How Masters of Marketing (Like You!) Can Help Fight Human Trafficking Storytelling isn't just for selling products. It can also be used to generate funds for a cause that breaks your heart.

By Nick Nanton

Opinions expressed by Entrepreneur contributors are their own.

Helen H. Richardson | Getty Images

There's one simple truth to get clear on the topic of human trafficking: Human trafficking = slavery.

Let that sink in for a minute. It's easy to think that "trafficking" is just the latest nonprofit buzzword for helping those in need, but it's far more than that. Slavery -- the unconscionable practice of human bondage that many consider a vestige of the past -- is happening right now, all over the world … even right in your own "backyard" here in the United States.

This month, National Slavery & Human Trafficking Prevention Month, proclaimed by the U.S. Department of Health and Human Services, is a good time to really give this some thought.

Related: Shannon Keith Is Fighting Sex Trafficking in India, One Beautiful Pajama Set at a Time

Americans tend to assume that the United States brought slavery to an end 150 years ago when we ratified the 13th Amendment. The truth is, though, that human trafficking is very much an American problem. One recent story the American public has become familiar with is that of Cyntoia Brown, who was forced into prostitution at the age of 16, then jailed with a life sentence for killing a man who solicited her for sex. Tennessee Governor Bill Haslam has just granted Brown clemency.

This story is hardly unique. Brown's horrific experience is just one among thousands of such stories that too often go unnoticed. Not only are an estimated 200,000 women forced into the sex trade in the United States each year, but our country's largest human trafficking event is the Super Bowl. Yes, the Super Bowl! It doesn't get much more "American" than that.

The latest statistics from the Polaris Project estimate that there are more than 40 million victims of human trafficking worldwide and that 25 percent of them are children. A report from the United Nations Office on Drugs and Crime estimated that there are approximately 1.5 million human trafficking victims in the United States.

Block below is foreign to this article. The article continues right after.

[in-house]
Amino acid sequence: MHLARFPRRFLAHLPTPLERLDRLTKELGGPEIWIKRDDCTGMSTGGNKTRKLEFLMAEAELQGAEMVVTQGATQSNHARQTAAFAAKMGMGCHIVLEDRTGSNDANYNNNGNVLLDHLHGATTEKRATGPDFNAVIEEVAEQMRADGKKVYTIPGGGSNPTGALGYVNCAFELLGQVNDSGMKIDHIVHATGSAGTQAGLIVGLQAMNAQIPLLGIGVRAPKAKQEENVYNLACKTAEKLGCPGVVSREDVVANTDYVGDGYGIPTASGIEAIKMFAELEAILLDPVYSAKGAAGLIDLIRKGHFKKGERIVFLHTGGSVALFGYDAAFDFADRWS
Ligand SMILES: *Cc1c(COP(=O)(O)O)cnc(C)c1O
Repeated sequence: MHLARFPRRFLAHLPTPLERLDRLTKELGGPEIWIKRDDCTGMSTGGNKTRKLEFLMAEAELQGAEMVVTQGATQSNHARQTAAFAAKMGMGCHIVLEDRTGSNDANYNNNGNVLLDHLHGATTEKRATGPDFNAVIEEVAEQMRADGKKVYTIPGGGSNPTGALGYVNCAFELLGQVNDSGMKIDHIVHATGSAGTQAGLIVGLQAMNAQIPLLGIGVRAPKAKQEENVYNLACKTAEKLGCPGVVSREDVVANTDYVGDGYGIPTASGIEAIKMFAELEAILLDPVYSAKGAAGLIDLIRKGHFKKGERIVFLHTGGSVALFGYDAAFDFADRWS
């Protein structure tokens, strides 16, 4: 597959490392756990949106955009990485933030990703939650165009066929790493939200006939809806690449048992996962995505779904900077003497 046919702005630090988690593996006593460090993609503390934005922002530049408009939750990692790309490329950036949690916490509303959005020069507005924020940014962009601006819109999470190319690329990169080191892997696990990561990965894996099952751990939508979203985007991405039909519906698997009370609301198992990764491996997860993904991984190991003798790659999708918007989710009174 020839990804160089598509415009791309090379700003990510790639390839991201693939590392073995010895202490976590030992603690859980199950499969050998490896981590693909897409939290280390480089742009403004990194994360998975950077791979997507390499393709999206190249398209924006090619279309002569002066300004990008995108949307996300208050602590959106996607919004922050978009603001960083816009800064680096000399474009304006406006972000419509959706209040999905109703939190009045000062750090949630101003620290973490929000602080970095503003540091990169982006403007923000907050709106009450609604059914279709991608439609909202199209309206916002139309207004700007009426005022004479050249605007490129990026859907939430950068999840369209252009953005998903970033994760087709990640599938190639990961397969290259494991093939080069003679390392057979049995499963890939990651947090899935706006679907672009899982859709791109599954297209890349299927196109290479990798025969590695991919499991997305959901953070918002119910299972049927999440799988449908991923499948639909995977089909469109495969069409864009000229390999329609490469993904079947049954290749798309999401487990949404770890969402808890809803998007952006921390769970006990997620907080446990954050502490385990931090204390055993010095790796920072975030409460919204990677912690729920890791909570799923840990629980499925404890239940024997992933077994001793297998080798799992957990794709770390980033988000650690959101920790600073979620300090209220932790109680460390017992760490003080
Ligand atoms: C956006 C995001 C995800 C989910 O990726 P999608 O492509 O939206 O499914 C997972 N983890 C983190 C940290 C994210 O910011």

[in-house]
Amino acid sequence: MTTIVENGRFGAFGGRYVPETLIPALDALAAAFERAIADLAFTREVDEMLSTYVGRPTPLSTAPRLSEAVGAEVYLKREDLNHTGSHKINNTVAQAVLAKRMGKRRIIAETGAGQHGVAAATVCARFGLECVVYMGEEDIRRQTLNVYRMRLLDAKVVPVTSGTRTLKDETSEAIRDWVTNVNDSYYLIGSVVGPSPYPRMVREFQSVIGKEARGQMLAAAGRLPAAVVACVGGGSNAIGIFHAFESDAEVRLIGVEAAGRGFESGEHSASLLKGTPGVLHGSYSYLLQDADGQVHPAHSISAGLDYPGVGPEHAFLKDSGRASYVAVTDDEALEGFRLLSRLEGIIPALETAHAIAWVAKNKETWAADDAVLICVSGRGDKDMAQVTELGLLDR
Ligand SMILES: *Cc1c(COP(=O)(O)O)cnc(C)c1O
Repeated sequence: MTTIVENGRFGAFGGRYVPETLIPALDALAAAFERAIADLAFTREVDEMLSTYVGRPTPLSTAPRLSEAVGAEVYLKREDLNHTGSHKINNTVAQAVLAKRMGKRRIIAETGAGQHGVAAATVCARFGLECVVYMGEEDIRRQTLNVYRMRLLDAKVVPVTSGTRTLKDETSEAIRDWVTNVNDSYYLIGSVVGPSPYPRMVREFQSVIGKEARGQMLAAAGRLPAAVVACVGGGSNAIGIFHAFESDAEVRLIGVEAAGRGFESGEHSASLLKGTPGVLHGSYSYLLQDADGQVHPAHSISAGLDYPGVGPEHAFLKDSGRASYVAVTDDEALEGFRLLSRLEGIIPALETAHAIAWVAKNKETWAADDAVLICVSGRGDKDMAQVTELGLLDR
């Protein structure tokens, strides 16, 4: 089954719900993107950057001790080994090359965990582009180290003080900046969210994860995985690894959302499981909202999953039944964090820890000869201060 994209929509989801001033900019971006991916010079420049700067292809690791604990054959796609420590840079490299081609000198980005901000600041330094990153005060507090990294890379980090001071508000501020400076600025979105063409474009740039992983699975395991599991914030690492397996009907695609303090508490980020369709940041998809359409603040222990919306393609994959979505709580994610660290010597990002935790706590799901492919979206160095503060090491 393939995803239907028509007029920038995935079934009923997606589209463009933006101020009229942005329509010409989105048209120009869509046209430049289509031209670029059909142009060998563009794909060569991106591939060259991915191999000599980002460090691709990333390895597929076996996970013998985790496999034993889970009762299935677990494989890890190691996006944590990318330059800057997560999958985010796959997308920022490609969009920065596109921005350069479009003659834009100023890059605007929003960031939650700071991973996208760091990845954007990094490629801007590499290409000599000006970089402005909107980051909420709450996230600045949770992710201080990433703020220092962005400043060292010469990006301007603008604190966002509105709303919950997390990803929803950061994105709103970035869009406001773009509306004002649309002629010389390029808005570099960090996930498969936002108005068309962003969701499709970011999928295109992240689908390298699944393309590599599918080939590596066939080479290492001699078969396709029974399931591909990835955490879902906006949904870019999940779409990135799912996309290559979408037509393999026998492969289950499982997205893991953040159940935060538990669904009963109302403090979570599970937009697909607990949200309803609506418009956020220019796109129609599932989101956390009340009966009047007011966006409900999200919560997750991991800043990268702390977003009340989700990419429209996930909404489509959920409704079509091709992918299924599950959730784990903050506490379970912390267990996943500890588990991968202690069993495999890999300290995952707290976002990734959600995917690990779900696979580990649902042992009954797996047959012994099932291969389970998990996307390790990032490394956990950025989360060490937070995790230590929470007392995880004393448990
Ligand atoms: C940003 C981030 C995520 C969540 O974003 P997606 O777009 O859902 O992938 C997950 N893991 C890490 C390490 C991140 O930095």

Feeling heartbroken and hopeless at reading these staggering numbers is a common reaction; but listen up, entrepreneurs, because there is something you can do. This problem affects us all, and it's time to do something about it.

Make a nonprofit impact using your marketing skills.

Right now, there are forces on the ground and a vast network of people behind the scenes fighting to end human trafficking. For example, take a moment and check out the incredible, life-saving work of Operation Underground Railroad, a client of mine which works against child sex trafficking. I directed O.U.R.'s documentary Operation Toussaint and on Jan. 11, 2018, worked with the organization and Haitian law enforcement to re-capture that nation's most wanted sex trafficking leader and her fellow traffickers (released by corrupt judges earlier in 2017). Want to know more? Here's a video report on that capture.

What moved me especially was the decision of O.U.R.'s founder, Tim Ballard, to adopt two of the rescued children to be part of his own family.

Of course, to be as effective and impactful as possible, nonprofits like O.U.R. need funding. That's where we entrepreneurs come in.

Related: Silicon Valley: Human Trafficking Bill 'Overly Broad'

No, I'm not necessarily talking about taking out your wallet (though that's a great way to contribute, too). Equally as important is your ability as a business owner or company power player to have a tangible impact on the causes that matter to you in the world. You can make a huge difference with less effort than you might imagine. Here's how:

1. Pick any cause you like.

It should be something you feel passionate about, something that lights you up or infuriates you.

2. Use storytelling to inspire.

  • Treat your interest in supporting this cause just as you would plan a new product launch. Put storytelling (or "storyselling," as I like to call it) to work for your cause: